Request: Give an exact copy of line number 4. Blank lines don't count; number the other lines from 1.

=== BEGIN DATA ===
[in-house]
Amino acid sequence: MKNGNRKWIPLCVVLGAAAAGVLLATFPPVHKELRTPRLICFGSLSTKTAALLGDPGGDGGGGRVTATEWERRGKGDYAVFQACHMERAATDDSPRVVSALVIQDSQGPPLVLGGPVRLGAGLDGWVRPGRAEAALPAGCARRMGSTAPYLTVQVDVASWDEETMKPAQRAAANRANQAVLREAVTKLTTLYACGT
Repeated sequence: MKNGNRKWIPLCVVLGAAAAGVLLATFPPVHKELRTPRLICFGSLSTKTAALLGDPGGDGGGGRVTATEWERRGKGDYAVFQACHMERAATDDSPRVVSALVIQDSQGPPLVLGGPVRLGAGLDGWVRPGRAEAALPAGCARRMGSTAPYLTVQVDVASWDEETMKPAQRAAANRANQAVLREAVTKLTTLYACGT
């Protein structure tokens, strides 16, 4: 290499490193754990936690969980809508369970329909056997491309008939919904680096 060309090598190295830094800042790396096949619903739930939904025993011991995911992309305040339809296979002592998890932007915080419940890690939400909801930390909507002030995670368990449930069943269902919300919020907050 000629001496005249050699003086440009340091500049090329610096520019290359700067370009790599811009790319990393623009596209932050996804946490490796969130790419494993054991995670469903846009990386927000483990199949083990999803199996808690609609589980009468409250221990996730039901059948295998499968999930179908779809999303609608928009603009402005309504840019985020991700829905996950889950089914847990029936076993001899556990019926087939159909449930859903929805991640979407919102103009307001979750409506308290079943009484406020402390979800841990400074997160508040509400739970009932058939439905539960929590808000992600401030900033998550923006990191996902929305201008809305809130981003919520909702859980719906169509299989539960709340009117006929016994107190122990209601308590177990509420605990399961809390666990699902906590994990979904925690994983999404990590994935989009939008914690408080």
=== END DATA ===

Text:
């Protein structure tokens, strides 16, 4: 290499490193754990936690969980809508369970329909056997491309008939919904680096 060309090598190295830094800042790396096949619903739930939904025993011991995911992309305040339809296979002592998890932007915080419940890690939400909801930390909507002030995670368990449930069943269902919300919020907050 000629001496005249050699003086440009340091500049090329610096520019290359700067370009790599811009790319990393623009596209932050996804946490490796969130790419494993054991995670469903846009990386927000483990199949083990999803199996808690609609589980009468409250221990996730039901059948295998499968999930179908779809999303609608928009603009402005309504840019985020991700829905996950889950089914847990029936076993001899556990019926087939159909449930859903929805991640979407919102103009307001979750409506308290079943009484406020402390979800841990400074997160508040509400739970009932058939439905539960929590808000992600401030900033998550923006990191996902929305201008809305809130981003919520909702859980719906169509299989539960709340009117006929016994107190122990209601308590177990509420605990399961809390666990699902906590994990979904925690994983999404990590994935989009939008914690408080």